49. We have also emerged, because of these values, into a healthcare hub in the developing world. Indian hospitals and medical personnel treat, and cure, hundreds of thousands of patients from across the world.

50. We also build roads, railways and ports. Whatever we do, we make sure that Indian development assistance does not promote indebtedness or create crises.

51. We are a democracy promoting the values and institutions that we believe will promote democracy amongst our friends and partners.

Ladies and Gentlemen,

52. These values, that are at the core of our vision of the world and of our foreign and strategic policies, impart an unique credibility to India.

53. It is generally accepted that India is today an emerging pole in what External Affairs Minister Dr S Jaishankar has described as a mutlipolar and multialigned world. It is also acknowledged to be a pole that is growing more rapidly than others in what is often referred to as the Asian Century. The contours of that century are slowly emerging and it is widely accepted that India is one of the key drivers of the change that is driving a strategic and economic rebalancing.

54. We are recognized as a force for stability and as a nation that acts as a balancing power. Our participation in platforms ranging from QUAD to BRICS to the Shanghai Cooperation Organization has bestowed an unprecedented relevance to India in contemporary strategic equations.

55. In a world, which according to some has an growing faultline between those who are democratic and those who are not, we are, because of our values, a sought after international friend and partner.

56. We are, as I have pointed out earlier, seen as a net provider of security. Whether it is through the UN Security Council Presidential Statement on Maritime Security or the QUAD Vaccine Initiative or the recent agreement with the United States on Space Situational Awareness, our growing capacities and our intent, make us more relevant in improving human security around the world.

57. We are gradually emerging as thought leaders; as original thinkers in the global norms setting process. We are seen as a part of the solution and not of the problem. Whether it is climate change, or human rights, or international security, or development, or trade and business, India brings in both the capacity to contribute to solutions and the ability to contribute intellectually, and innovatively, to problem-solving exercises.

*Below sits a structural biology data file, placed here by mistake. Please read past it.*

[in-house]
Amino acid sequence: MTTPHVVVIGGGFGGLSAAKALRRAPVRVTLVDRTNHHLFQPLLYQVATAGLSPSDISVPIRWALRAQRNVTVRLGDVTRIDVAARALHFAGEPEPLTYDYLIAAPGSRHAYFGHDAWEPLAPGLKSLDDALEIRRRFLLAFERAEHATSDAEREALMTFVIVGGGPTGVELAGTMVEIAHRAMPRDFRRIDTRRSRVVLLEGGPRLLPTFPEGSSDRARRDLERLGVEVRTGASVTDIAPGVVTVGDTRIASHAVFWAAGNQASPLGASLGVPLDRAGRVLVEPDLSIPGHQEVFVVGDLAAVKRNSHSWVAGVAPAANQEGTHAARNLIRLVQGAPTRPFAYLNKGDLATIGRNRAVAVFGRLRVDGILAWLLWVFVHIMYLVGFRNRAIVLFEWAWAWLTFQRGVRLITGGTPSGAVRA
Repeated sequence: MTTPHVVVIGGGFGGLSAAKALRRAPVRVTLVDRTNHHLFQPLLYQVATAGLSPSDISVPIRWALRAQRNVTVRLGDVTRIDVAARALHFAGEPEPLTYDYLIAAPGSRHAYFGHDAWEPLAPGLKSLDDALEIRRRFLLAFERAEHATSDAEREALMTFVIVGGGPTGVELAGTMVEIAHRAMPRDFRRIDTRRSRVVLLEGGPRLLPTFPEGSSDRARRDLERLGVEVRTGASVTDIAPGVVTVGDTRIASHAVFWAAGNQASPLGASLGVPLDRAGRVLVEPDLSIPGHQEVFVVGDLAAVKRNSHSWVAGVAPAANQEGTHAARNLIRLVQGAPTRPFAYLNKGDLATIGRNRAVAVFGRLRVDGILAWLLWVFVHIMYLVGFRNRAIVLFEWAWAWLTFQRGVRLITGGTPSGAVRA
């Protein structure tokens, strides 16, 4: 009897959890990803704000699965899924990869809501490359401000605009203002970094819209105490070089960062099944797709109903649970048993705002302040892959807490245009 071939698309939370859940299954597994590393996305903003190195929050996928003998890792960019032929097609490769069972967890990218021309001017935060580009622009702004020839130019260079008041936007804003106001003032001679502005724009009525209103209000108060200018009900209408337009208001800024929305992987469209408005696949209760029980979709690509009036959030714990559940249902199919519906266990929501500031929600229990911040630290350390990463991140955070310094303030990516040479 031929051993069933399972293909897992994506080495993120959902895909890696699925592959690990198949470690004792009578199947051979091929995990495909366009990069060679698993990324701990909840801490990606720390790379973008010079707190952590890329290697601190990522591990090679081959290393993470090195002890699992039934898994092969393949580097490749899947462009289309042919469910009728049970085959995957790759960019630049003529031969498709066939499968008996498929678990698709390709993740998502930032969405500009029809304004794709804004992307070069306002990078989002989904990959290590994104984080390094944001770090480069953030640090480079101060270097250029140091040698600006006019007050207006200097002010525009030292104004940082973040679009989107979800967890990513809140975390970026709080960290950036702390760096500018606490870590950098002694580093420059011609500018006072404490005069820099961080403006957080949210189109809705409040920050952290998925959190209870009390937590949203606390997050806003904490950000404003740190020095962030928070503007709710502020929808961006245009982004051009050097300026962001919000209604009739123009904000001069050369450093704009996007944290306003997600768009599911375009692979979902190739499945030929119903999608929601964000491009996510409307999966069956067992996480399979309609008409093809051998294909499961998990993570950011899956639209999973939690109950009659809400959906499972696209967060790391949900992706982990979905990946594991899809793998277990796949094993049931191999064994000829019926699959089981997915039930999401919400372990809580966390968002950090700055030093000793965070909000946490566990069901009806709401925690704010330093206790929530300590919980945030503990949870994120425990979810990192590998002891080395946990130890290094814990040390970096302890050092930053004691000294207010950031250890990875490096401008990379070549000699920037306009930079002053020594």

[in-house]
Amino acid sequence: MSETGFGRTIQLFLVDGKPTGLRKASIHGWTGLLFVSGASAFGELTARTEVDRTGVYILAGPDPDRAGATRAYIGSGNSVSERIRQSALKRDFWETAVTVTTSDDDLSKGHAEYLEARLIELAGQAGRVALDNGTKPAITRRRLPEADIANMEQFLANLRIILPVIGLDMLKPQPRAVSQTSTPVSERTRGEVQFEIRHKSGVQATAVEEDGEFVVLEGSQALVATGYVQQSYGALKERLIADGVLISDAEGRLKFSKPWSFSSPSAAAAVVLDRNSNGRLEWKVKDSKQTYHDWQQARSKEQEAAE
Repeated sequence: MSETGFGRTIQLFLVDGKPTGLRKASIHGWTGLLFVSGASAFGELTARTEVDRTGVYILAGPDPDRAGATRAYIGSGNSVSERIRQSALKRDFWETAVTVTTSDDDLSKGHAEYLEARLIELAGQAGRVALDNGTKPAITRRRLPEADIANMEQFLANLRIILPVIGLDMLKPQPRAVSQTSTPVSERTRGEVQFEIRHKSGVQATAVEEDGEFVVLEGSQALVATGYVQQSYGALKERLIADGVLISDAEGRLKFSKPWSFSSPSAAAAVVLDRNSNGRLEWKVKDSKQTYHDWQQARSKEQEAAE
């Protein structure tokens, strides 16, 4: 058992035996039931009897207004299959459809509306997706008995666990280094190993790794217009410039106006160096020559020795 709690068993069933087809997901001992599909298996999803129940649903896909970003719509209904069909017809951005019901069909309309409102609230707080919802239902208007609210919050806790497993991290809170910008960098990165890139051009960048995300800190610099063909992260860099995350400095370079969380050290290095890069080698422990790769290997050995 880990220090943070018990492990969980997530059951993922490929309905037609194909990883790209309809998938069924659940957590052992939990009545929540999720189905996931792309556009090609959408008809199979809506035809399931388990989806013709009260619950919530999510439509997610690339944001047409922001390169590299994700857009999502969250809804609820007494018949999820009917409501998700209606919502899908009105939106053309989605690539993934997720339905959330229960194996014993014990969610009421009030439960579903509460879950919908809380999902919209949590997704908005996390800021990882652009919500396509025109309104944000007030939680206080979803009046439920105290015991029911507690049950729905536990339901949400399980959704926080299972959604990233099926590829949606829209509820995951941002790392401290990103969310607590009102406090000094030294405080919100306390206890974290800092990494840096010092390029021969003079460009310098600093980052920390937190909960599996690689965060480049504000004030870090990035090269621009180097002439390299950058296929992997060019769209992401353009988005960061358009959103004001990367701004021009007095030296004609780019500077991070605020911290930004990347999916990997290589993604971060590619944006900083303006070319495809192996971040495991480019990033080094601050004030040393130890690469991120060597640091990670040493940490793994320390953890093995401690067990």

58. Concepts such as human-centric globalisation, articulated by our Prime Minister, draw sustenance from our intrinsic moral and ethical compasses. They are intellectual signposts for a post fourth Industrial Revolution world and for a globalisation that is driven by human well-being rather than pure commercial benefit.

59. The concept of Panchamrit, again articulated by Prime Minister at COP 26 last year, and of taking India to net zero by 2070 is another example of how our principles are being converted into practical objectives and policy guidelines. Our climate change goals, and our record, are "Vasudaiva Kutumbakam” in action.

60. We are seen not just as reliable poitical partners but as economic partners. Our commitment to democracy, to transparency, the rule of law and the unique Indian ethos of entrepreneurship and hard work, is paying an economic dividend. We matter more than ever before in all multilateral conversations that relate to economic and financial matters. India’s forthcoming G20 Presidency is both an acknowledgement of our augmented global standing and an opportunity to project our perspectives and highlight our priorities.

61. The concept of Atmanirbharata, which we translate in foreign policy language into "strategic autonomy”, is transforming our economic and technology diplomacy. We remain, in spite of the considerable disruptions of the pandemic, one of the fastest growing economies in the world. Contemporary economic events in the neighborhood highlight both the strength and the resilience of the Indian economy and its position as a source of liquidity and financial stability during difficult times.

62. We will, increasingly, become a more prominent hub for resilient and dependable supply chains and global value chains.

Ladies and gentlemen,

63. All of the above points towards one fact.

64. The democracy dividend for India in the foreign policy and strategic affairs domain exists and is growing.

Ladies and gentlemen,

65. I would like to end by quoting Swami Vivekananda. He said that "From time immemorial India has been the mine of precious ideas to human society; giving birth to high ideas herself, she has freely distributed them broadcast over the whole world.”

66. We are a nation that will continue on a trajectory towards greater capacity, greater willingness to contribute, more original thinking, and greater relevance . That is my firm conviction.

67. India, as our top leadership has often stated, sees itself as a force for good in the international polity.

68. The path to where we are today has been difficult and fraught with challenges. The path ahead will be no less so.

69. As we move down this path, we will continue to draw sustenance, strength and find guidance from the depths of our collective being.

Thank you.